The US Food and Drug Administration (FDA) approved bedaquiline today as part of the treatment regimen for multidrug-resistant tuberculosis (MDR-TB) when other agents are unavailable.
Bedaquiline, to be sold under the brand name Sirturo by Janssen Therapeutics, a division of Janssen Products LP, was approved under the FDA's accelerated approval program on the basis of phase 2 efficacy and safety data that used the surrogate study endpoint of sputum culture conversion rather than clinical cure. The FDA had allowed the company to move forward with the phase 2 data to support its new drug application for accelerated approval because of the unmet need. However, as a condition of submission under accelerated approval, the company is obligated to conduct a confirmatory phase 3 trial.
Bedaquiline is the first new TB drug since the introduction of rifampin in 1970.
"Multi-drug resistant tuberculosis poses a serious health threat throughout the world, and Sirturo provides much-needed treatment for patients who...don't have other therapeutic options available," Edward Cox, MD, MPH, director of the Office of Antimicrobial Products in the FDA's Center for Drug Evaluation and Research, said in an FDA news release. "However, because the drug also carries some significant risks, doctors should make sure they use it appropriately and only in patients who don't have other treatment options."
Bedaquiline works via a novel mechanism of action — inhibition of a mycobacterial enzyme that is essential to the bacteria's action — and will be indicated as part of combination therapy for the treatment of pulmonary TB caused by MDR Mycobacterium tuberculosis in adults, to be administered under directly observed therapy.
The approval comes after an FDA advisory panel endorsed the efficacy of the drug at a hearing on November 28, 2012, although many panel members had expressed safety concerns. The vote was unanimous (18 to 0) in supporting bedaquiline's efficacy, but the panel had split 11 to 7 on safety in support of accelerated approval.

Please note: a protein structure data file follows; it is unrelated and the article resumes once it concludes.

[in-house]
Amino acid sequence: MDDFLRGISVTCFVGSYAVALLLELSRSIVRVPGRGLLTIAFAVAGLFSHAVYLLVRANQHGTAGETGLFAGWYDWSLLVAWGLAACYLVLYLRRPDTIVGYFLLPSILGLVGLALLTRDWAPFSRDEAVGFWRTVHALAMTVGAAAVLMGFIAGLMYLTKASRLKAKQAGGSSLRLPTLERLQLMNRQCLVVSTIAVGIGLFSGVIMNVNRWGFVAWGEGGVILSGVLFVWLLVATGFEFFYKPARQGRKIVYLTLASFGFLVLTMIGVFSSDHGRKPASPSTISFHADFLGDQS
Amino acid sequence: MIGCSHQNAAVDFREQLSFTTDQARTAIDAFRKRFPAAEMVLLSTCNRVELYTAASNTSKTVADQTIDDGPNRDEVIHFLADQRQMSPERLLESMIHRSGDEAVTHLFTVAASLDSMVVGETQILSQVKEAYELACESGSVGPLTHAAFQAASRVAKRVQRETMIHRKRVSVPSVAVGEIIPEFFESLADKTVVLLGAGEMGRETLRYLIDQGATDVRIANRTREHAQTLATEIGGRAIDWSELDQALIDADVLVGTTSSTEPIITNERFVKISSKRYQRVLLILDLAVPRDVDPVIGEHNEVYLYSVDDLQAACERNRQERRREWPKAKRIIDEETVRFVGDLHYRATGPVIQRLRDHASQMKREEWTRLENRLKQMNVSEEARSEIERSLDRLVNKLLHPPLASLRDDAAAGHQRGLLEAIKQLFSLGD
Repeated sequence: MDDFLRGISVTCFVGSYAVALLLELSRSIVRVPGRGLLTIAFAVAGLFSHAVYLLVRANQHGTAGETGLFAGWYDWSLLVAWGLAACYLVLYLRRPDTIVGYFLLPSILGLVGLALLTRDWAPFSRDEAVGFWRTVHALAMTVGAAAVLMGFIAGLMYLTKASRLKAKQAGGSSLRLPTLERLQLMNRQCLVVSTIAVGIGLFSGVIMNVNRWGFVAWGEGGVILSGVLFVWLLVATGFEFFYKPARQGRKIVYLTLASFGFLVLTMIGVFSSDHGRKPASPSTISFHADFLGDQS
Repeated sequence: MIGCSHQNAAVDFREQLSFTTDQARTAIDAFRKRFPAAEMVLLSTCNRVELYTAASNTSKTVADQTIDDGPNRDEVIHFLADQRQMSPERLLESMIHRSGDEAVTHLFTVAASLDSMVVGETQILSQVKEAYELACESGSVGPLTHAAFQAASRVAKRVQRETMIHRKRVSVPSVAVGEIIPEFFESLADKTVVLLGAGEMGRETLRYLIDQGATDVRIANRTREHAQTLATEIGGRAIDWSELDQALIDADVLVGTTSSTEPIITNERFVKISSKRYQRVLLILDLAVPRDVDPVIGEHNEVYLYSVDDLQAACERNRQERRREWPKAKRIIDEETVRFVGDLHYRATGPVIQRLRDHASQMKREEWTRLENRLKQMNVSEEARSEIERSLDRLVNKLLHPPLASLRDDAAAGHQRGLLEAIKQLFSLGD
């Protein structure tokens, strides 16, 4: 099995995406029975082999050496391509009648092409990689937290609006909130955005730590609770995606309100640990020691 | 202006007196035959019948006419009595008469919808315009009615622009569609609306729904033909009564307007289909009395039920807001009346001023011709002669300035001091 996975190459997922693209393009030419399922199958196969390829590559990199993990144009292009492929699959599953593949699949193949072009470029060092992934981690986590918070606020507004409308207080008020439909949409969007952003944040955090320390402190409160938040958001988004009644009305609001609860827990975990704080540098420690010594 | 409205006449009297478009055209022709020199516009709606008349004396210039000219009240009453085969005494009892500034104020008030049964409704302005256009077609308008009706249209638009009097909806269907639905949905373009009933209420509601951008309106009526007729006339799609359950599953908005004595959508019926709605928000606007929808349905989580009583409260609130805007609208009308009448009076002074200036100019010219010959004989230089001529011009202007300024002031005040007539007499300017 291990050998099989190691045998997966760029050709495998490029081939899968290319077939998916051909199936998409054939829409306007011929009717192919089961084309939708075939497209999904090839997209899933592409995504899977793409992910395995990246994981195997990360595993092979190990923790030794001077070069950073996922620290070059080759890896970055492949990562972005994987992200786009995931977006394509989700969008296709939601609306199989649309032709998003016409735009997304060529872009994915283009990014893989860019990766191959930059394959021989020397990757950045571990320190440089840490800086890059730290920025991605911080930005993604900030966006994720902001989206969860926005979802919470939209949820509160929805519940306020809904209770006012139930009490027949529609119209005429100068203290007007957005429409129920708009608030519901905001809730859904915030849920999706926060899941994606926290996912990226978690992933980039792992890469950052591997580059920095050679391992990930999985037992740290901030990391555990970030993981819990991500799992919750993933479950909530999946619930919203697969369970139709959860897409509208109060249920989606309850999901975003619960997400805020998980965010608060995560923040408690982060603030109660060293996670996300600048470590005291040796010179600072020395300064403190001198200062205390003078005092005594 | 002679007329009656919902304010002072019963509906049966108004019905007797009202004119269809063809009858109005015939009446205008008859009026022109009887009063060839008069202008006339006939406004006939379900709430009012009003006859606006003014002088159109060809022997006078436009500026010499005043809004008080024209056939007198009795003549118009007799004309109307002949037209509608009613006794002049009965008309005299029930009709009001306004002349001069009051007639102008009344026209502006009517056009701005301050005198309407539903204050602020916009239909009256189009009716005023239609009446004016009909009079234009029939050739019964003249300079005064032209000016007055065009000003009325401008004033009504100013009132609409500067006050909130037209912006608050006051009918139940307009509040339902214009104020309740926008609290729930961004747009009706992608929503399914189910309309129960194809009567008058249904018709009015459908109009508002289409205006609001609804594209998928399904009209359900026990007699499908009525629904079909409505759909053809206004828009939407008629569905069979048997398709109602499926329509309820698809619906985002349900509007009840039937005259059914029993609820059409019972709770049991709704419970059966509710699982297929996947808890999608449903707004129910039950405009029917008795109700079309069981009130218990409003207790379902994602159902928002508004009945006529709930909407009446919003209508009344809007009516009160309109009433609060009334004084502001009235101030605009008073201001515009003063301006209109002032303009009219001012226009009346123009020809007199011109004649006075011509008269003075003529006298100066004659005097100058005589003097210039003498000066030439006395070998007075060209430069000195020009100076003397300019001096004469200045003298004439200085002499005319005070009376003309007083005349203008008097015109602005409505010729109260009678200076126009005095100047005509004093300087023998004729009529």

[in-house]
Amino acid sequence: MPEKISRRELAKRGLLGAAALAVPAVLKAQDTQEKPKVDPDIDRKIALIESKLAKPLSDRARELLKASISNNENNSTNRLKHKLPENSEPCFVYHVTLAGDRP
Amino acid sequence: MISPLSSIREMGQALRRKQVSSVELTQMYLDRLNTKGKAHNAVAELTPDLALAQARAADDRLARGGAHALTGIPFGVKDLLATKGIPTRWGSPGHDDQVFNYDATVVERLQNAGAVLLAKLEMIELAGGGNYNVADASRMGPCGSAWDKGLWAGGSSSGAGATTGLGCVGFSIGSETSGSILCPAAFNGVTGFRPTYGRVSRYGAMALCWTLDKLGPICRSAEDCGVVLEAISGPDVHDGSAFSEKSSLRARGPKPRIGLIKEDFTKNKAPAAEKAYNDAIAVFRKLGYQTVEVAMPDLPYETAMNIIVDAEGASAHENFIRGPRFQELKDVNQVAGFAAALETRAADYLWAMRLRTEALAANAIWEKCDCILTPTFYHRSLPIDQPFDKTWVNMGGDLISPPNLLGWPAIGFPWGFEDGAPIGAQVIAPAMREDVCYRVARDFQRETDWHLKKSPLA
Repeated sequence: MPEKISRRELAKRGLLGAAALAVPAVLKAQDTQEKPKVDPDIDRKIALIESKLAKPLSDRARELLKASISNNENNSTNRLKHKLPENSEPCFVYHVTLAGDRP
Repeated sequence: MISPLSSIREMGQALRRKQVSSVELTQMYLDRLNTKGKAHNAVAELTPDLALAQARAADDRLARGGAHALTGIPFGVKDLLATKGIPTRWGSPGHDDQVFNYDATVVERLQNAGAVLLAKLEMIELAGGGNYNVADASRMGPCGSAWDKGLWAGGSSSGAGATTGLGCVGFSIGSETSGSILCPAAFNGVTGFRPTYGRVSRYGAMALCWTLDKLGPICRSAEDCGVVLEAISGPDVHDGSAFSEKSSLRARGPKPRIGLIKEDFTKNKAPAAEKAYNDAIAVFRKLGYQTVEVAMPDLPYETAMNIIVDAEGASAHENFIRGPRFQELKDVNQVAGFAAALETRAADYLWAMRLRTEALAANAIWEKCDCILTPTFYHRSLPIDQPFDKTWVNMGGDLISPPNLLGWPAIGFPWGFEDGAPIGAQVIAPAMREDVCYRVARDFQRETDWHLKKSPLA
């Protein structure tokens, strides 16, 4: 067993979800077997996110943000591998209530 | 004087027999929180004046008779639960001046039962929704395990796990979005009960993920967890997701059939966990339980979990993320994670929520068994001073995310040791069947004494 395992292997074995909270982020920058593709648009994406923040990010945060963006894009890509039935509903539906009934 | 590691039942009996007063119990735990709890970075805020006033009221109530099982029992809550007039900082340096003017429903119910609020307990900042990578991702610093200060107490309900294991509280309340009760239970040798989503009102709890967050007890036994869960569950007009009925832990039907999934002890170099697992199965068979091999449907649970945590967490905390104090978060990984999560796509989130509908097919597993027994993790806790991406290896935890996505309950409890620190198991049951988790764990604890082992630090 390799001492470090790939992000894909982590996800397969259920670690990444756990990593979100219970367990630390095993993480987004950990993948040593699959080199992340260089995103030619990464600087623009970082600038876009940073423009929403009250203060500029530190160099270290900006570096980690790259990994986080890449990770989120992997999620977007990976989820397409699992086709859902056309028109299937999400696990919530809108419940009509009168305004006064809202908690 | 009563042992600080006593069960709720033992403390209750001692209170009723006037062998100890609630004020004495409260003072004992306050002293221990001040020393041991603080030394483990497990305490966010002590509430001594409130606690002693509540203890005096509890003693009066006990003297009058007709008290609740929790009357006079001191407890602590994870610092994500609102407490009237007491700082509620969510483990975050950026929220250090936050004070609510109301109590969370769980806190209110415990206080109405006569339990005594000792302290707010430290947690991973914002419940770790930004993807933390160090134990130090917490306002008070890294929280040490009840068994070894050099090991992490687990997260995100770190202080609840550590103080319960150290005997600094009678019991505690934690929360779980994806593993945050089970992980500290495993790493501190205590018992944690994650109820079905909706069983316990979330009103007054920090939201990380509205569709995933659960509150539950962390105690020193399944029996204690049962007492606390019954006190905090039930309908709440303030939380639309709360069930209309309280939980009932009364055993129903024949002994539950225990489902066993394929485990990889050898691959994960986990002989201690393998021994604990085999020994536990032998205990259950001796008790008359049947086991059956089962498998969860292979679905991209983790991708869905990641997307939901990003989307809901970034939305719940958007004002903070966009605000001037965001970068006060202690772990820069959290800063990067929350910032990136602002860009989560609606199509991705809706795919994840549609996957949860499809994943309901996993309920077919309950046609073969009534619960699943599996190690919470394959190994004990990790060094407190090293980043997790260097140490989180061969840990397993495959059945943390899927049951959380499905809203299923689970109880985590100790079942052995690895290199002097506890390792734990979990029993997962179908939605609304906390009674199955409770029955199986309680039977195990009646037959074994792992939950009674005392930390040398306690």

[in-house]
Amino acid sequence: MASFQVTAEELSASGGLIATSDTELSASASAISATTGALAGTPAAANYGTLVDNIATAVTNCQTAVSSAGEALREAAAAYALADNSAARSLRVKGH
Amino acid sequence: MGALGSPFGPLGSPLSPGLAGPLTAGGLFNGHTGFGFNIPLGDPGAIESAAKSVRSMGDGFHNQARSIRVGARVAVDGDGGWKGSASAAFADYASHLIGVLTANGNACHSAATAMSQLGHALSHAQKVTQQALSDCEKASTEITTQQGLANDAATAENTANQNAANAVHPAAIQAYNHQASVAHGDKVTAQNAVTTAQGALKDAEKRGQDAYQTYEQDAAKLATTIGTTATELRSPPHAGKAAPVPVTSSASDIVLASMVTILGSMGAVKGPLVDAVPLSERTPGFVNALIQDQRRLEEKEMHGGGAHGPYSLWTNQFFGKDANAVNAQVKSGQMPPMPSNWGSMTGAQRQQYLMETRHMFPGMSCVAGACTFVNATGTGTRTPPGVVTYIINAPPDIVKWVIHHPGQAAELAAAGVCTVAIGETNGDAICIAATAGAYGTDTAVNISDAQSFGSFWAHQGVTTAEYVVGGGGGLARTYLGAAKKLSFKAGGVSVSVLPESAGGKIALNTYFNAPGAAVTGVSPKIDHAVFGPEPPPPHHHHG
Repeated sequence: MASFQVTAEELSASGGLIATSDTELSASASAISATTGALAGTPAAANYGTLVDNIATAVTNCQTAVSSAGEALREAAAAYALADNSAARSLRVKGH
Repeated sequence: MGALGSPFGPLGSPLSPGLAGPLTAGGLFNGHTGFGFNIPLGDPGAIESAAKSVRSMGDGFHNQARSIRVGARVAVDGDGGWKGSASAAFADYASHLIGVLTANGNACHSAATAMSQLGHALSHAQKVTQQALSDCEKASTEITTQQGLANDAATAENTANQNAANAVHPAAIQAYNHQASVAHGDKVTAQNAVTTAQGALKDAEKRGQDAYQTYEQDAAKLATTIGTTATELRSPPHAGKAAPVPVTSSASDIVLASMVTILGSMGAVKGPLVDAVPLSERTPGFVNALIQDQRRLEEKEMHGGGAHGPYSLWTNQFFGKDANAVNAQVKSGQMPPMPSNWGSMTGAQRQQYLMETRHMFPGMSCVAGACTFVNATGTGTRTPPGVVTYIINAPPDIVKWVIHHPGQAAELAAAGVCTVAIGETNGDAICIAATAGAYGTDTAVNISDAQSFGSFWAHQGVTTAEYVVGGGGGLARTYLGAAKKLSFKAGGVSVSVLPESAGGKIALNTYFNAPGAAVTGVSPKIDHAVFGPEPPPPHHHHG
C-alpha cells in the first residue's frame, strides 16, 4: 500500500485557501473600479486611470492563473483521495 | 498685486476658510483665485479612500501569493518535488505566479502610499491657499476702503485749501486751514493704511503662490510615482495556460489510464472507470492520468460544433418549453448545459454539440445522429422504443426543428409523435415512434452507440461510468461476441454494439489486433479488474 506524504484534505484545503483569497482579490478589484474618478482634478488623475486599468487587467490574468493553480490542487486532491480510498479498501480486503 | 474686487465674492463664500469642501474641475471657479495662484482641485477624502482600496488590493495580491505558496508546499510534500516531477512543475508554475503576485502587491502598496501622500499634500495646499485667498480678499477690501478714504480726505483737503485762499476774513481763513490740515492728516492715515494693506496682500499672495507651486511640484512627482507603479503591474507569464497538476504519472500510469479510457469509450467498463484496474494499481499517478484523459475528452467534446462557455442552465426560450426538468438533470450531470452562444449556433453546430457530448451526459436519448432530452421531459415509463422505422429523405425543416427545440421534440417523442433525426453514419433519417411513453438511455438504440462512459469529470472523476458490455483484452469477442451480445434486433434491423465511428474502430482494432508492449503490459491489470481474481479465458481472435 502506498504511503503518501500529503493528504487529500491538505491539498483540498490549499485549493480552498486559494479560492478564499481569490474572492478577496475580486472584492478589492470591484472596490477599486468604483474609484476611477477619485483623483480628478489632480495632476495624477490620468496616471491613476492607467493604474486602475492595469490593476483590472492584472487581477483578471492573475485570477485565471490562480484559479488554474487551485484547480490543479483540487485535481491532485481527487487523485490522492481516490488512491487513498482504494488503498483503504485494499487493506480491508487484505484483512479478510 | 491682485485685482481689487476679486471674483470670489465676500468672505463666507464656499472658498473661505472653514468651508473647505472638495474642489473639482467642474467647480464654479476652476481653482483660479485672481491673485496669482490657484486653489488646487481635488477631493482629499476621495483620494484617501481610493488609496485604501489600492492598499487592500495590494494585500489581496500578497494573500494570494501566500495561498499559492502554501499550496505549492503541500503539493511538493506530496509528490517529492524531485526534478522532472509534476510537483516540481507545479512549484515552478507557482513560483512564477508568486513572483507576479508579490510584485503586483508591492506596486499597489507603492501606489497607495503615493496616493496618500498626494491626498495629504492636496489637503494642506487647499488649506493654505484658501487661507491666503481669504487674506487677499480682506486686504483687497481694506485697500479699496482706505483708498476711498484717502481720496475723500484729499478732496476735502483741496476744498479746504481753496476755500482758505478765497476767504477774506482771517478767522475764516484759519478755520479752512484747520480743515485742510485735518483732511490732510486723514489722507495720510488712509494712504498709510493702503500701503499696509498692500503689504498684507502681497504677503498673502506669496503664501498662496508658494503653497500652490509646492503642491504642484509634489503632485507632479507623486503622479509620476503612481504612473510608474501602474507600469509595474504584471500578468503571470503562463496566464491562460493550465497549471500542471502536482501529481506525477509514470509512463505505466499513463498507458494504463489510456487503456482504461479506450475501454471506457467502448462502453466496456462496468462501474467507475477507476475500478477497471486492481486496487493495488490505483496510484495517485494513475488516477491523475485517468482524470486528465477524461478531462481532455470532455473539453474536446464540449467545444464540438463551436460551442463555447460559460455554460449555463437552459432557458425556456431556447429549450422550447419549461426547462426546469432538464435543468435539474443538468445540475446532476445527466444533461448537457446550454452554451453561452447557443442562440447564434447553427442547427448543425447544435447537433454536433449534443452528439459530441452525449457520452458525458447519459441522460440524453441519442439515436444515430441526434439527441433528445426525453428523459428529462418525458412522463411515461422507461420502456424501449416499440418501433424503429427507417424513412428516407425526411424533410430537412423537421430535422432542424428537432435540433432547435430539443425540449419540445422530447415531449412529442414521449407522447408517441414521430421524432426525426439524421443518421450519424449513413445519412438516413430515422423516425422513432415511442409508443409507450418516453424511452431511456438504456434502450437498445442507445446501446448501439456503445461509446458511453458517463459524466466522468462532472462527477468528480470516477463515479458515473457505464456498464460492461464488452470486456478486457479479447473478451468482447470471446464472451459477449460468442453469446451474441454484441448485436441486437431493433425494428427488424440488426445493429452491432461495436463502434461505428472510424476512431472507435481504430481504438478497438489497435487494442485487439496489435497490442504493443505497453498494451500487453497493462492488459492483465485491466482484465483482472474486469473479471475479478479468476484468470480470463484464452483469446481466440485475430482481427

Janssen had presented data from 2 studies involving a total of 440 patients with MDR-TB, defined as TB that is resistant to at least rifampin and isoniazid. In a study that was placebo-controlled, bedaquiline resulted in a significant 33% faster culture conversion within 24 weeks, with approximately 79% of those taking bedaquiline converting at 24 weeks in both the placebo-controlled and an open-label trial.
Safety concerns reported by both Janssen and the FDA included signals for increased risks for QT interval prolongation, hepatotoxicity, and a greater number of deaths in the bedaquiline group compared with in the placebo group. The number of deaths was small, and at least half were deemed to be related to the TB itself, but the difference between bedaquiline and placebo (12.7% vs 2.5%) was statistically significant.
The drug will carry a boxed warning alerting patients and healthcare professionals that it can affect QT prolongation. The warning also notes deaths in patients treated with bedaquiline.
At the advisory committee hearing, Fred Gordin, MD, chief of infectious diseases at the Veterans Affairs Medical Center, Washington, DC, who voted yes on the efficacy but no on the safety of bedaquiline, had said he still supported the drug's approval "with the caveat that we need much more safety data.... There's clearly a role for this drug, but in many patients who have other options, I think it has to be very clear to providers that there are long-term safety issues."
Janssen's phase 3 trial is planned for 2013. It is designed as a double-blind study comparing 9 months of treatment with bedaquiline with treatment with placebo, both with a background regimen.